Review: Workitu's Passover

Workitu's Passover

by Zahava Workitu Goshen & Maayan Ben Hagai, illustrated by Eden Spivak, translated by Jessica Bonn

Green Bean Books, 2024

Category: Picture Books
Reviewer: Arlene Schenker

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In this charming and lovingly illustrated tale of a Jewish Ethiopian family, a young girl, Workitu, learns about her family’s Passover custom of breaking their dishes to be certain every trace of chametz is destroyed. Workitu cherishes certain pieces of the family pottery and can’t understand why the beautiful, graceful vessels should be shattered each year and then ground into powder.

Nevertheless, Workitu follows her mother’s instructions, and along with her little sister Almaz, carries the pottery to her nearby Auntie Balainesh’s where the shattering and grinding is to be done. Auntie Balainesh patiently explains that the old must make room for the new, and Workitu allows Auntie to teach her to mix the powder from the broken vessels with clay, to knead it and create new vessels. When Workitu realizes that the family’s dishes were made over at each Passover through the generations, she comes to appreciate the tradition and learns that sometimes you have to say goodbye to treasured things. She is proud of the new oil jug she fashioned out of her favorite cup and pot, and is ready to enjoy all the new pottery the next day at Passover.

I love the lyrical text by Zahava Workitu Goshen and Maayan Ben Hagai and the neutral tones (except for some small splashes of color) in the artwork by Eden Spivak. The Jewish content is strong and the book gives American children a wonderful opportunity to learn about an ancient Jewish Ethiopian tradition still carried on today. But you certainly need not be Jewish to enjoy this story and empathize with Workitu. There is a full recounting of the Passover story in the front of the book.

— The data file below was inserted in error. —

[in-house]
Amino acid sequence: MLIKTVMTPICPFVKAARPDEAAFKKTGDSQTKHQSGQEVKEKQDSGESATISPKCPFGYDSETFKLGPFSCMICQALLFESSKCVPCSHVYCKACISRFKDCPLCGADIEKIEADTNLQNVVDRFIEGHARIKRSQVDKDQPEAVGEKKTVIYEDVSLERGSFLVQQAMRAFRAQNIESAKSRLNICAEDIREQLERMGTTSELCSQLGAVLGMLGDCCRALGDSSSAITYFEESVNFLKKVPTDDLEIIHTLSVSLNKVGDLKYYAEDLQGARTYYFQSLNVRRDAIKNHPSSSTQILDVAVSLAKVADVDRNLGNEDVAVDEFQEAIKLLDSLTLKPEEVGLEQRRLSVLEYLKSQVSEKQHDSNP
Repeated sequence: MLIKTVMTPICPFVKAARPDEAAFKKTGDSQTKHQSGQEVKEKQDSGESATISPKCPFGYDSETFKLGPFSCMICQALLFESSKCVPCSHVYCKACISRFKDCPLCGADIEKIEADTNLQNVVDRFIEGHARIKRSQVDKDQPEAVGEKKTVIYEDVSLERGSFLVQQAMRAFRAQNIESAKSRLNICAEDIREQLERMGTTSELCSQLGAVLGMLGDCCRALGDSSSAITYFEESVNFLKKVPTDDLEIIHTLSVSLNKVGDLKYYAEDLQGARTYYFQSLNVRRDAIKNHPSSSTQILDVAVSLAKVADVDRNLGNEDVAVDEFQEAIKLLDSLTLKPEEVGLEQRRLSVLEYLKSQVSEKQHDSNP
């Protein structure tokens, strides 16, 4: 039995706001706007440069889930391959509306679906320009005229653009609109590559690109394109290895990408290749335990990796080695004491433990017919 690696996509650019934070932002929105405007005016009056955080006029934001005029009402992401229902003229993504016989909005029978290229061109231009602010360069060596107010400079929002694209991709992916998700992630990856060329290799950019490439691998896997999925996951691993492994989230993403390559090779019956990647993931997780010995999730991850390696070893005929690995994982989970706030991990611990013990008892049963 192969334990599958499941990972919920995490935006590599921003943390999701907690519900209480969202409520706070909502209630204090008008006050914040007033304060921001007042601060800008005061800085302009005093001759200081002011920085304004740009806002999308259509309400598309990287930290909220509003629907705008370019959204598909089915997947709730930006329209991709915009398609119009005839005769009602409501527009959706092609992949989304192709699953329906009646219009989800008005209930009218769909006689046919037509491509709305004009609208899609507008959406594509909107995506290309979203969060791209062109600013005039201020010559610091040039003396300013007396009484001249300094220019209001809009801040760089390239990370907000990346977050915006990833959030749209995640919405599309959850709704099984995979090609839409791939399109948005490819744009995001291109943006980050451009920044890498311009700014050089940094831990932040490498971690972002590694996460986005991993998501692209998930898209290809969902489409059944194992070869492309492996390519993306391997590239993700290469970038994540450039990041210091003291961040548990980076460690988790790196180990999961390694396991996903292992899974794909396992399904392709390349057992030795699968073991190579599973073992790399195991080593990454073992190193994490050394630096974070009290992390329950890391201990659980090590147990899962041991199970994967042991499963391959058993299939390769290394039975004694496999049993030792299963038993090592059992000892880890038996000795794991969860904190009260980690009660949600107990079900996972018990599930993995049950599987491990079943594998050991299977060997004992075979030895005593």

The story is based on the childhood memories of the author growing up in a small Jewish Ethiopian village before making Aliya to Israel with her family. The book cover lists a translator as well as the author and illustrator. The book was first written in Hebrew and published by Asia Publishers in Israel in 2022.

Editor's Note: This book was included on the Association of Jewish Libraries' Spring 2024 Holiday Highlights list.

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Reviewer Arlene Schenker has a degree in Child Development from Cornell University and a Juris Doctor from New York University Law School. She has worked as a New York City primary grade teacher, a lawyer, divorce mediator, and a community activist and volunteer. Her debut picture book, CALL ME GEBYANESH, will be published by Apples & Honey Press in Spring 2025.